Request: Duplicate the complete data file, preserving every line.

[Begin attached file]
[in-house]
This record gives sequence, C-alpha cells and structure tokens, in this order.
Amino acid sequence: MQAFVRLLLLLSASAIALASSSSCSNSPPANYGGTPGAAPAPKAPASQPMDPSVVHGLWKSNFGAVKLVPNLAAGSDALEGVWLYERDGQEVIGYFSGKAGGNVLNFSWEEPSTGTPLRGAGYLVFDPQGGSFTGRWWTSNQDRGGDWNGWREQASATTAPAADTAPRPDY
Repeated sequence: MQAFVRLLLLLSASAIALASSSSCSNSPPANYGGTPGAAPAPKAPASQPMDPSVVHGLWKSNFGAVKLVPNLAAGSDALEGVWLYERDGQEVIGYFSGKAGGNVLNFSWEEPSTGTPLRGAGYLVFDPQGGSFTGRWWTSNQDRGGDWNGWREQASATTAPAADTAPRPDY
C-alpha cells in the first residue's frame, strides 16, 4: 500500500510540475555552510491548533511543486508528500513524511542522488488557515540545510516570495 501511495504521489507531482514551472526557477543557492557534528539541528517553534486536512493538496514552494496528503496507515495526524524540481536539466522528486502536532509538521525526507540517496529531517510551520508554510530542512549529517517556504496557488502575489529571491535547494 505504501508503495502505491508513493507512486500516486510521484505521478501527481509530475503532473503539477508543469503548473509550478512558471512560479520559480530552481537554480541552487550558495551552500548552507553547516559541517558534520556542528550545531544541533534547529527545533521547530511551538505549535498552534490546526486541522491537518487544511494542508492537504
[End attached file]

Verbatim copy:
[in-house]
This record gives sequence, C-alpha cells and structure tokens, in this order.
Amino acid sequence: MQAFVRLLLLLSASAIALASSSSCSNSPPANYGGTPGAAPAPKAPASQPMDPSVVHGLWKSNFGAVKLVPNLAAGSDALEGVWLYERDGQEVIGYFSGKAGGNVLNFSWEEPSTGTPLRGAGYLVFDPQGGSFTGRWWTSNQDRGGDWNGWREQASATTAPAADTAPRPDY
Repeated sequence: MQAFVRLLLLLSASAIALASSSSCSNSPPANYGGTPGAAPAPKAPASQPMDPSVVHGLWKSNFGAVKLVPNLAAGSDALEGVWLYERDGQEVIGYFSGKAGGNVLNFSWEEPSTGTPLRGAGYLVFDPQGGSFTGRWWTSNQDRGGDWNGWREQASATTAPAADTAPRPDY
C-alpha cells in the first residue's frame, strides 16, 4: 500500500510540475555552510491548533511543486508528500513524511542522488488557515540545510516570495 501511495504521489507531482514551472526557477543557492557534528539541528517553534486536512493538496514552494496528503496507515495526524524540481536539466522528486502536532509538521525526507540517496529531517510551520508554510530542512549529517517556504496557488502575489529571491535547494 505504501508503495502505491508513493507512486500516486510521484505521478501527481509530475503532473503539477508543469503548473509550478512558471512560479520559480530552481537554480541552487550558495551552500548552507553547516559541517558534520556542528550545531544541533534547529527545533521547530511551538505549535498552534490546526486541522491537518487544511494542508492537504